I Would Do Anything For Love: In Defense of Meat Loaf
Nostalgia is a powerful thing—here’s looking at you, Scott Stapp—but it takes a seriously wistful son-of-a-bitch to remember the good old days when pop cost a nickel as a twenty-something. I suppose there’s a word in Inuktitut or German for yearning for a time you’ve never experienced, but alas, nostalgia for nostalgia just might have to do (maybe meta-nostalgia, if you want to be that guy). If movies have taught me anything, high school in the ’80s was awesome—you got stoned before class in a van and synthesized models in your bathroom. We keep getting older, they stay the same age. Of course, we’re all rationalists here: we were more likely the kids painting “Save Ferris” on water towers and getting the piss kicked out of us by some Cobra Kai meatheads and not doing anything about it. We’re the 99% and the heroes of the ’80s high school are in some glass and steel skyscraper guffawing at us peons below.
Enter Meat Loaf, the high school anti-hero. In 1977, a husky dude named Marvin adopted perhaps the most unappealing stage name in the history of dork-rock and roared onto the scene on a flaming motorcycle of sex, drugs, and rock ‘n’ roll. And somehow, over 30 years later, something about Meat Loaf still makes sense. I’ve heard innumerable stories about the mythical first listen to Bat Out of Hell: birds-and-the-bees talks, road trips with pops, on and on. This is good, clean family fun: Meat Loaf weaves tales about growing up, learning about who you are, having sex in cars, dropping the L-bomb a whole lot, and then getting the hell out of that car when things turn sour. Did I say clean family fun?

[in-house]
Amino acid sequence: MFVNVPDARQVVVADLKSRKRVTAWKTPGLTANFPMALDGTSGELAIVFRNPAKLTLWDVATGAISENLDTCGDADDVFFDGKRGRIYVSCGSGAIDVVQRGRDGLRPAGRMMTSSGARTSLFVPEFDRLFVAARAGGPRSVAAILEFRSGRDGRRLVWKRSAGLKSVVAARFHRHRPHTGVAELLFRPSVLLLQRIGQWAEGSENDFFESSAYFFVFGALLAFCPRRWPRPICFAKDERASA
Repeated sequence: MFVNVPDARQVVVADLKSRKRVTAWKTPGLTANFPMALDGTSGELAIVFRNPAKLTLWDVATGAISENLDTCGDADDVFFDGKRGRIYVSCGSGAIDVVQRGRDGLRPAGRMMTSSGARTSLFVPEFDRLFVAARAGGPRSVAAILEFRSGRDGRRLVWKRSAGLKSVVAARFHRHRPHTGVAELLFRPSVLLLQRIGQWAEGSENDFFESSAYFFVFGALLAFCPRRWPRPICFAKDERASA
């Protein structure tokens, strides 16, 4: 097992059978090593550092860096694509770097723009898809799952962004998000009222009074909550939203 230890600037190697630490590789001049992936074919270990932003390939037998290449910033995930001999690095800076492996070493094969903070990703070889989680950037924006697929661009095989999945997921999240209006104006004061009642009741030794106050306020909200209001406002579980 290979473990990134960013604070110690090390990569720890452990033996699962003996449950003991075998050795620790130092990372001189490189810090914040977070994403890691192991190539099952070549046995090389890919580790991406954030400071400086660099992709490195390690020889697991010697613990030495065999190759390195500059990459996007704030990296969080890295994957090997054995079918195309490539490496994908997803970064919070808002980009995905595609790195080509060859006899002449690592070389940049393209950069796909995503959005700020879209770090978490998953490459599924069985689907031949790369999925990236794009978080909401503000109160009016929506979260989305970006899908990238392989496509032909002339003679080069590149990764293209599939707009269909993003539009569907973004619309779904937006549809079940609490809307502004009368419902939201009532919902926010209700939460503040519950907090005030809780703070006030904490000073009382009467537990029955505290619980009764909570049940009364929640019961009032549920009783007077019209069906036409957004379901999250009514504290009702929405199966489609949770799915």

Meat Loaf has a kind of appeal that transcends the test of time, even with Jim Steinman’s incredibly dated rock opera hijinks backing him. Cut through all the Spotify and the un-ironic substitution of a dollar sign for the letter s that makes music in 2012 what it is, and the communal power of music comes down to a resonating narrative, a shared affinity—something that despite your name, age, or background, sticks with you. Meat Loaf knows that.
At least for any male who, at some point in time, found himself amidst love interests in the locker-clad hallways of an American high school, Meat and the Neverland Express distilled all the confusion, ecstacy, and angst into sprawling power ballads that roll from emotional high to emotional low and back again over their seven-minute play time. It’s not surprising that Meat Loaf’s voice was classically trained—his powerhouse wail bestows “Paradise by the Dashboard Light” and “Two Out of Three Ain’t Bad” with an operatic quality, which encompasses a full range of emotion in each glory-day-fairy-tale. Meat, sweaty and rotund, belongs on the stage. He turns fantastic, hilarious, heartbreaking, stupid nights into full-blown melodramas and sets them to anthemic bombast. The guy’s not just making songs; he’s telling stories. The aspiring Wagners and Andrew Lloyd Webber of the world take note—you’ll never capture that elusive spirit of the space between adolescent awkwardness and machismo quite like Meat Loaf did.